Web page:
Healthy Leaders


Lessons from Little League

Tom RoyTom Roy

The Little League baseball season ended here in my hometown just before the Fourth of July. Our younger daughter’s family has been staying with us while they build a new house, and both Tommy and Sammy, my two youngest grandsons, love sports. Tommy’s team only won a few games but Sam was on a team that was more competitive. To add to the fun, his dad, Jonathan, coached the team. It was fun to hear the three of them discuss strategy and decide who would pitch and for how many pitches. (Little League has a pitch count rule.)

Most of those playing – in my sometimes humble opinion – will not play at the next level. But they loved putting on the uniform and playing to win. Each game was different; some games went well and others not so well. At that level you never know if the pitcher will throw strikes, if batters will not be afraid of the pitch and if fielders will catch the occasional pop-up!

One evening, after a not-so-good game, Jonathan came home talking about how some of the players just didn’t show up. He puts in many extra hours after work to help these kids with their game. I’ve been there as a coach and understood his frustration. After a few minutes of listening to Jon, I asked him if I could comment. He graciously said, “Go for it.”

I told him high school coaches have their 15-18-year-old players practicing two hours a day five days a week. They’ve selected the best players in the school to give them the greatest chance of winning. They repeat drills and practice hitting and pitching, hoping these teens develop muscle memory so they will perform well on game day. However, even though they practice way more than the kids on his Little League team, they don’t always do well.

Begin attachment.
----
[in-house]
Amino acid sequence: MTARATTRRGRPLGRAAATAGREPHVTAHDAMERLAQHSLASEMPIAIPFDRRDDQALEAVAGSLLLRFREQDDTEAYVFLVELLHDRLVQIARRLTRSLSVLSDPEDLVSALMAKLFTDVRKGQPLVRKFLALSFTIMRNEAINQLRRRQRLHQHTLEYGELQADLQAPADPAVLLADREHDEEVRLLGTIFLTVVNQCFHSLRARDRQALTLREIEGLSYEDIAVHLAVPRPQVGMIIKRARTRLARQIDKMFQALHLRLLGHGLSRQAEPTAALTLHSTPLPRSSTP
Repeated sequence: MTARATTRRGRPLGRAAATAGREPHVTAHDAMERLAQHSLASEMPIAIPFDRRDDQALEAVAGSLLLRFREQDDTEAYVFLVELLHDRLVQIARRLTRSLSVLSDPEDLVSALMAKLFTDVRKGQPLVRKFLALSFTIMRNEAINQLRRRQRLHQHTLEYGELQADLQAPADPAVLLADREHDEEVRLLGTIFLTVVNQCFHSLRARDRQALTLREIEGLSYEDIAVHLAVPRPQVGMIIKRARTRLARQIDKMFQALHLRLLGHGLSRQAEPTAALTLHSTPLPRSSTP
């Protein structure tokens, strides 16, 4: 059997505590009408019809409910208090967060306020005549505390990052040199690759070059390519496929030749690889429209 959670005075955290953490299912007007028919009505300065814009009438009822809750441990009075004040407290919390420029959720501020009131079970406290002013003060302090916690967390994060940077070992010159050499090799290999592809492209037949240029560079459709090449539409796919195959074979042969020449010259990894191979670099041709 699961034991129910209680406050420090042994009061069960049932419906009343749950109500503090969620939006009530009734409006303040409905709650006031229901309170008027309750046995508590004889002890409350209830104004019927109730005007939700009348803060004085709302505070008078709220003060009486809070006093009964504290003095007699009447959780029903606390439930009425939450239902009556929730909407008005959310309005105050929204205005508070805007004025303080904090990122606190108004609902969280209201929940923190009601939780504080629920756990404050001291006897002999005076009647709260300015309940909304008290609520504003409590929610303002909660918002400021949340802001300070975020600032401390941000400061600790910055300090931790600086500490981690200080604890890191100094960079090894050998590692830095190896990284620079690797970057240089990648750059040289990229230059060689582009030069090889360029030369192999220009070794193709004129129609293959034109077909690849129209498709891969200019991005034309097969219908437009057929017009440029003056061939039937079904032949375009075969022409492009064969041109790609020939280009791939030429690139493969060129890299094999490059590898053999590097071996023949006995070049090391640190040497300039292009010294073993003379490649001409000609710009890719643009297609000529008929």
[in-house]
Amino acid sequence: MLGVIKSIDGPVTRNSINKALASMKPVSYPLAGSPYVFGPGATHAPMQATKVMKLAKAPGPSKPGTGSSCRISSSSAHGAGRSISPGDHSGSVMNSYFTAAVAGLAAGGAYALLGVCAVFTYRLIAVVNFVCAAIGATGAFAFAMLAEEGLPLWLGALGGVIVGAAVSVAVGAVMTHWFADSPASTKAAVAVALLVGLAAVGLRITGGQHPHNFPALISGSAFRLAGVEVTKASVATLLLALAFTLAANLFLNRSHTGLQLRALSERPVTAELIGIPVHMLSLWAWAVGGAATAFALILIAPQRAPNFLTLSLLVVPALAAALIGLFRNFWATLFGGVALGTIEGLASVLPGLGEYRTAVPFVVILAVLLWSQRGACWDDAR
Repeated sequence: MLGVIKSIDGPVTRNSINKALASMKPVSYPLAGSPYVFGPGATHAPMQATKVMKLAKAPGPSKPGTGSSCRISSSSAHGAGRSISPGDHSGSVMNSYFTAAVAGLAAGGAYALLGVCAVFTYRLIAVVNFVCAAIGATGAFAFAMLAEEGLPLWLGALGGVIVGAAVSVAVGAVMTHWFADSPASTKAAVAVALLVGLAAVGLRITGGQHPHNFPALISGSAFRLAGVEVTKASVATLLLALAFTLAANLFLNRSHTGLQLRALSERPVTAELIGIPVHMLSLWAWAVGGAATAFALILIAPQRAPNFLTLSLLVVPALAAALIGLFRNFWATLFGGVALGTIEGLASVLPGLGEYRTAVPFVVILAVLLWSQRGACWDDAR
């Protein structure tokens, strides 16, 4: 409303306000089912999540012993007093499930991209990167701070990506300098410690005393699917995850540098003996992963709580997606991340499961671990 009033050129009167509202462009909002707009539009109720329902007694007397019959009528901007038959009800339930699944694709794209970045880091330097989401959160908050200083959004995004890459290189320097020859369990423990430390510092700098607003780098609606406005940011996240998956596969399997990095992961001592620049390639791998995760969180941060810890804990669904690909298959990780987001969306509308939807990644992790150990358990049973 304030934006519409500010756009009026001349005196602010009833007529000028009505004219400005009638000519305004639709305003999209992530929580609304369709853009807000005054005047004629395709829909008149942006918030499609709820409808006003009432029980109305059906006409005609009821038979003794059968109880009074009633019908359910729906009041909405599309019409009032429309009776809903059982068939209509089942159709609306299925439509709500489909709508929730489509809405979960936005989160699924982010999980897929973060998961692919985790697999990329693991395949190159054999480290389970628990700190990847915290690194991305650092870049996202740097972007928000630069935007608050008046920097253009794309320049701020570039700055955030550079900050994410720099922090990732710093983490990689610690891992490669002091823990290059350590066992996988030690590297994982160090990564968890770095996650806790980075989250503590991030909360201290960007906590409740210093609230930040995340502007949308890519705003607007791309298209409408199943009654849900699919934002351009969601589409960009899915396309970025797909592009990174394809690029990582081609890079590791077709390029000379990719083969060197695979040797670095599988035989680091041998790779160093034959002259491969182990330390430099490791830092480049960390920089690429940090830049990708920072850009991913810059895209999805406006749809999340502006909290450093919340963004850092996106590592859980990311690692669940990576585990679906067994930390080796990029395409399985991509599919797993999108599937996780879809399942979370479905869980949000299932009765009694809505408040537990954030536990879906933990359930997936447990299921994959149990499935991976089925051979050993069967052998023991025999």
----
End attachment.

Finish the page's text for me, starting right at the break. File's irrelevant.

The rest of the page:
Baseball is a game of speed, size, eye/hand coordination and baseball IQ, all tough for an 8-10 year old. So was Jonathan’s time as a coach useless? NO! Building into these kids is good and doing it well is even better.

Whatever you do, work heartily, as for the Lord and not for men, knowing that from the Lord you will receive the inheritance as your reward. You are serving the Lord Christ. (Colossians 3:23-24)

Why do I tell you this? Because when we make a commitment we need to do our best! Everything is spiritual! However, sometimes as followers of Jesus we get caught up in fear and guilt. We feel we have to do everything perfectly, to excel in everything we do. We try to live exactly as the Bible teaches. That sounds honorable but it’s not realistic.

Each individual is given different talent and different ability to learn. We are all at different levels of faith. We still need to show up, do the best we can and put Jesus first in our everyday lives.

Sammy, Tommy and Jonathan will have many good memories of this past year – the uniforms, the smell of fresh-cut grass, the rainouts, the dirt and the dugout. They will talk about bad calls by the umpires, vocal fans and maybe even a few bonehead plays by teammates. But I bet the biggest thing they will remember is that they did it together – quality time doing something they all love.

I have a hunch this is what we should be remembering in our journey with Jesus.

Oh, one more memory: Jonathan, Sammy and the Cubs won the title this year.

Are you interested in writing for Head on over to our Write for Us page to submit an article!

Tom Roy